Which is one reason why I’m always on the lookout for tools that let me write the diagram (e.g. Scripting Diagrams).

So for example, I’m very fond of Graphviz, which I can use to create network diagrams/graphs from a simple textual description of the graph (or a description of the graph that has been generated algorithmically…).

Out of preference, I tend to use Mac version of Graphviz, although the appearance of a canvas/browser version of graphviz is really appealing… (I did put in a soft request for a Drupal module that would generate a Graphviz plot from a URL that pointed to a dot file, but I’m not sure it went anywhere, and the canvas version looks far more interesting anyway…)

Hmmm – it seems there’s an iPhone/iPod touch Graphviz app too – Instaviz:

Another handy text2image service is the rather wonderful Web sequence diagrams, a service that lets you write out a UML sequence diagram:

There’s an API, too, that lets you write a sequence diagram within a <pre> tag in an HTML page, and a javascript routine will then progressively enhance it and provide you with the diagrammatic version, a bit like MathTran, or the Google Chart API etc etc (RESTful Image Generation – When Text Just Won’t Do).

If graphs or sequence diagrams aren’t your thing, here’s a handy hierarchical mindmap generator: Text2Mindmap:

And finally, if you do have to resort to actually drawing diagrams yourself, there are a few tools out there that look promising: for example, the LucidChart flow chart tool crossed my feedreader the other day. More personally, since Gliffy tried to start charging me at some point during last year, I’ve been using the Project Draw Autodesk online editor on quite a regular basis.

PS Online scripting tool for UML diagrams: YUML

PPS This is neat – a quite general diagramming language for use in eg markdown scripts: pikchr.

Revisiting the Library Flip – Why Librarians Need to Know About SEO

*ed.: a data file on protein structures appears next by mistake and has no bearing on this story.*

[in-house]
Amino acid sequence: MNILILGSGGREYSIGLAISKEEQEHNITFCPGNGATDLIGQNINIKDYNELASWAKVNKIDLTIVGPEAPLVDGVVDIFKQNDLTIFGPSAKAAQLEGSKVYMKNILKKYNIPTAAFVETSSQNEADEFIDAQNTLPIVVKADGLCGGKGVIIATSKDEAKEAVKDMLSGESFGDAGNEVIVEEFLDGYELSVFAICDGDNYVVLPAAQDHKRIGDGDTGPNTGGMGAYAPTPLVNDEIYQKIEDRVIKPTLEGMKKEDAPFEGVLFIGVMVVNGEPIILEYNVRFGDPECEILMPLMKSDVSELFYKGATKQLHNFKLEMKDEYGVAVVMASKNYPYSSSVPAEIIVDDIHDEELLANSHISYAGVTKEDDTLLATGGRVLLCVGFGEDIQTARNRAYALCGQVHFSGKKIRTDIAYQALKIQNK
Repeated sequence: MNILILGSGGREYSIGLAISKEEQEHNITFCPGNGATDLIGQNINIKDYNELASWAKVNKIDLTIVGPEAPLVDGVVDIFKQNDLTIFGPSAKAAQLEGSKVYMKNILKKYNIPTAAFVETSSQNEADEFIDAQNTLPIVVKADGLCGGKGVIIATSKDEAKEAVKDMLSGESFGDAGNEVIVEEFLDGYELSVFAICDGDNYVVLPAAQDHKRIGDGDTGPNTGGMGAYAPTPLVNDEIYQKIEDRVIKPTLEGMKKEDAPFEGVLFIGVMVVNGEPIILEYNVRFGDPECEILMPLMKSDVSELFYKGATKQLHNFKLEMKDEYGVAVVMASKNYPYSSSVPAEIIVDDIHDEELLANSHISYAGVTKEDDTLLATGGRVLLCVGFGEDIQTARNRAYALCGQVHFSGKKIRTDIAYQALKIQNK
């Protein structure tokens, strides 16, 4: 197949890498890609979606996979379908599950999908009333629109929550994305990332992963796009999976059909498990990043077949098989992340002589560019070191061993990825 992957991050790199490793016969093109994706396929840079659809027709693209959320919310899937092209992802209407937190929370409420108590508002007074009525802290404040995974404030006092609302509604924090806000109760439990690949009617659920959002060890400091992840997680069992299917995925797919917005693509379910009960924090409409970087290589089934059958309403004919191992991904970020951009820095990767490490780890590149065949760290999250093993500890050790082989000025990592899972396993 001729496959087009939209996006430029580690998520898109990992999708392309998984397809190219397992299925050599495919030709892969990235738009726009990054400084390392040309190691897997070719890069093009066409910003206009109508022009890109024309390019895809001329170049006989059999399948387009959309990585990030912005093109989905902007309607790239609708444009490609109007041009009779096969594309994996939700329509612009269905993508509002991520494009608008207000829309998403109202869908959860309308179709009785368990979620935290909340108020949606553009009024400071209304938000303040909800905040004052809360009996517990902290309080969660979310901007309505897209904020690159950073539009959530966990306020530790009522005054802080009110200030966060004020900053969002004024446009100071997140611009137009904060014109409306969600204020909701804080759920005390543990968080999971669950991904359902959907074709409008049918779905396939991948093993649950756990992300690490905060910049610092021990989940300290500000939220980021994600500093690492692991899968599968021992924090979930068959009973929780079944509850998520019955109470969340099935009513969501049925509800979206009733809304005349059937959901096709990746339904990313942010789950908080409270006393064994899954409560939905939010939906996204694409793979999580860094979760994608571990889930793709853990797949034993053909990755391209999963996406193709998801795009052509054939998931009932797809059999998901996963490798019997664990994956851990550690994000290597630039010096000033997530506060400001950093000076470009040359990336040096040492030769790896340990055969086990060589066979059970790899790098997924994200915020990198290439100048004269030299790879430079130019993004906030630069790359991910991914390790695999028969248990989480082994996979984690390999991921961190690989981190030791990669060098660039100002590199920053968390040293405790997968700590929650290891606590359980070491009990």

What does information literacy mean in the age of web search engines? I’ve been arguing for some time (e.g. in The Library Flip) that one of the core skills going forward for those information professionals who “help people find stuff” is going to be SEO – search engine optimisation. Why? Because increasingly people are attuned to searching for “stuff” using a web search engine (you know who I’m talking about…;-); and if your “stuff” doesn’t appear near the top of the organic results listing (or in the paid for links) for a particular query, it might as well not exist…

Whereas once academics and students would have traipsed into the library to ask the one of the High Priestesses to perform some magical incantation on a Dialog database through a privileged access terminal, for many people research now starts with a G. Which means that if you want your academics and students to find the content that you’d recommend, then you have to help get that content to the top of the search engine listings.

With the rate of content production growing to seventy three tera-peta-megabits a second, or whatever it is, does it make sense to expect library staffers to know what the good content is, any more (in the sense of “here, read this – it’s just what you need”)? Does it make even make sense to expect people to know where to find it (in the sense of “try this database, it should contain what you need”)? Or is the business now more one of showing people how to go about finding good stuff, wherever it is (in the sense of “here’s a search strategy for finding what you need”) and helping the search engines see that stuff as good stuff?

Just think about this for a moment. If your service is only usable by members of your institution and only usable within the locked down confines of your local intranet, how useful is it?

When your students leave your institution, how many reusable skills are they taking away? How many people doing informal learning or working within SMEs have access to highly priced, subscription content? How useful is the content in those archives anyway? How useful are “academic information skills” to non-academics and non-students? (I’m just asking the question…;-)